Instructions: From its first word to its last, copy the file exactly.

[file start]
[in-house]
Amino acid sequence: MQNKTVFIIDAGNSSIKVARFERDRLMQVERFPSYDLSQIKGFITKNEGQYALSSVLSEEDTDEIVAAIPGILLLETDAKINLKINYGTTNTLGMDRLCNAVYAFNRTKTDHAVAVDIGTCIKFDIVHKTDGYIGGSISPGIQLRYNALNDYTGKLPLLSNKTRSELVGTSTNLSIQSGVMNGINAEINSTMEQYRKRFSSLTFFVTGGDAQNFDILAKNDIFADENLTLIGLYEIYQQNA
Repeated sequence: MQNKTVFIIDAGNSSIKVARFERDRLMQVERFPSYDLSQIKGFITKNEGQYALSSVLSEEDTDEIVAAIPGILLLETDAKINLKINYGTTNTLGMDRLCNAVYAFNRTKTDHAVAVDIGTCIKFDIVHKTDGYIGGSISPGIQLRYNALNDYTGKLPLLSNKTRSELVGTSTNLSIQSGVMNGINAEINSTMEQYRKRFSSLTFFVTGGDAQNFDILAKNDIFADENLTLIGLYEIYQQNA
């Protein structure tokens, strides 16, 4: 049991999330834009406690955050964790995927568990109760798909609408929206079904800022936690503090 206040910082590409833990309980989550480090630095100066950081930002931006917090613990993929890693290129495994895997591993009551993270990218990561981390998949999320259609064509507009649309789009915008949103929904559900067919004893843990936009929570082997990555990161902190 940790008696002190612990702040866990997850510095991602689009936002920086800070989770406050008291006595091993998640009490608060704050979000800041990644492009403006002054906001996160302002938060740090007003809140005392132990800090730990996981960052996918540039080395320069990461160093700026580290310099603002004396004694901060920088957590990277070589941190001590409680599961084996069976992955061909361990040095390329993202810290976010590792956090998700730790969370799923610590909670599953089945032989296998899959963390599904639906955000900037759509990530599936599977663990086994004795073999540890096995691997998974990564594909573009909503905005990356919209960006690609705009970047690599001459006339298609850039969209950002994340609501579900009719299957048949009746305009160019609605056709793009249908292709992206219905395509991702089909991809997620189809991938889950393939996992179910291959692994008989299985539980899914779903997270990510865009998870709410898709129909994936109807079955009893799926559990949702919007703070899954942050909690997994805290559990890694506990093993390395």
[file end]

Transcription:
[in-house]
Amino acid sequence: MQNKTVFIIDAGNSSIKVARFERDRLMQVERFPSYDLSQIKGFITKNEGQYALSSVLSEEDTDEIVAAIPGILLLETDAKINLKINYGTTNTLGMDRLCNAVYAFNRTKTDHAVAVDIGTCIKFDIVHKTDGYIGGSISPGIQLRYNALNDYTGKLPLLSNKTRSELVGTSTNLSIQSGVMNGINAEINSTMEQYRKRFSSLTFFVTGGDAQNFDILAKNDIFADENLTLIGLYEIYQQNA
Repeated sequence: MQNKTVFIIDAGNSSIKVARFERDRLMQVERFPSYDLSQIKGFITKNEGQYALSSVLSEEDTDEIVAAIPGILLLETDAKINLKINYGTTNTLGMDRLCNAVYAFNRTKTDHAVAVDIGTCIKFDIVHKTDGYIGGSISPGIQLRYNALNDYTGKLPLLSNKTRSELVGTSTNLSIQSGVMNGINAEINSTMEQYRKRFSSLTFFVTGGDAQNFDILAKNDIFADENLTLIGLYEIYQQNA
């Protein structure tokens, strides 16, 4: 049991999330834009406690955050964790995927568990109760798909609408929206079904800022936690503090 206040910082590409833990309980989550480090630095100066950081930002931006917090613990993929890693290129495994895997591993009551993270990218990561981390998949999320259609064509507009649309789009915008949103929904559900067919004893843990936009929570082997990555990161902190 940790008696002190612990702040866990997850510095991602689009936002920086800070989770406050008291006595091993998640009490608060704050979000800041990644492009403006002054906001996160302002938060740090007003809140005392132990800090730990996981960052996918540039080395320069990461160093700026580290310099603002004396004694901060920088957590990277070589941190001590409680599961084996069976992955061909361990040095390329993202810290976010590792956090998700730790969370799923610590909670599953089945032989296998899959963390599904639906955000900037759509990530599936599977663990086994004795073999540890096995691997998974990564594909573009909503905005990356919209960006690609705009970047690599001459006339298609850039969209950002994340609501579900009719299957048949009746305009160019609605056709793009249908292709992206219905395509991702089909991809997620189809991938889950393939996992179910291959692994008989299985539980899914779903997270990510865009998870709410898709129909994936109807079955009893799926559990949702919007703070899954942050909690997994805290559990890694506990093993390395």